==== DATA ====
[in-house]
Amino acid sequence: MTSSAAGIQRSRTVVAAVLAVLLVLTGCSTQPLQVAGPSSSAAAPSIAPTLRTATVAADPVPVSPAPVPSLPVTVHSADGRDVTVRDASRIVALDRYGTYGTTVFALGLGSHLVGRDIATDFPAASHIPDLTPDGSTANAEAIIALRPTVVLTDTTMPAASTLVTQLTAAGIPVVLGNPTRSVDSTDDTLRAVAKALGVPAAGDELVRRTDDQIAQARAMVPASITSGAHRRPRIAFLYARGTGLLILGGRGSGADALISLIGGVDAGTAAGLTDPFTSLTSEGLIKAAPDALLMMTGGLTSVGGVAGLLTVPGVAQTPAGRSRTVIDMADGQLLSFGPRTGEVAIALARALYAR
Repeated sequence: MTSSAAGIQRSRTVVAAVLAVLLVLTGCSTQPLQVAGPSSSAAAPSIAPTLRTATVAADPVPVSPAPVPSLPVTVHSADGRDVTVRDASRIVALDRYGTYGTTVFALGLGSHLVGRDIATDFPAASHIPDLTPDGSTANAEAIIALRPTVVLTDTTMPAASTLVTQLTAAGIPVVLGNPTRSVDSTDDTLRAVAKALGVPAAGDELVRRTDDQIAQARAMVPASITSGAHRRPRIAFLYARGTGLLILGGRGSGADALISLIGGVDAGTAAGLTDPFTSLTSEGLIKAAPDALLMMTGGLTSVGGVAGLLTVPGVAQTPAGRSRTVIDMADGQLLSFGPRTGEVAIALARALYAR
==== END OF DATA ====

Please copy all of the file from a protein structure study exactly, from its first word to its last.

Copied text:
[in-house]
Amino acid sequence: MTSSAAGIQRSRTVVAAVLAVLLVLTGCSTQPLQVAGPSSSAAAPSIAPTLRTATVAADPVPVSPAPVPSLPVTVHSADGRDVTVRDASRIVALDRYGTYGTTVFALGLGSHLVGRDIATDFPAASHIPDLTPDGSTANAEAIIALRPTVVLTDTTMPAASTLVTQLTAAGIPVVLGNPTRSVDSTDDTLRAVAKALGVPAAGDELVRRTDDQIAQARAMVPASITSGAHRRPRIAFLYARGTGLLILGGRGSGADALISLIGGVDAGTAAGLTDPFTSLTSEGLIKAAPDALLMMTGGLTSVGGVAGLLTVPGVAQTPAGRSRTVIDMADGQLLSFGPRTGEVAIALARALYAR
Repeated sequence: MTSSAAGIQRSRTVVAAVLAVLLVLTGCSTQPLQVAGPSSSAAAPSIAPTLRTATVAADPVPVSPAPVPSLPVTVHSADGRDVTVRDASRIVALDRYGTYGTTVFALGLGSHLVGRDIATDFPAASHIPDLTPDGSTANAEAIIALRPTVVLTDTTMPAASTLVTQLTAAGIPVVLGNPTRSVDSTDDTLRAVAKALGVPAAGDELVRRTDDQIAQARAMVPASITSGAHRRPRIAFLYARGTGLLILGGRGSGADALISLIGGVDAGTAAGLTDPFTSLTSEGLIKAAPDALLMMTGGLTSVGGVAGLLTVPGVAQTPAGRSRTVIDMADGQLLSFGPRTGEVAIALARALYAR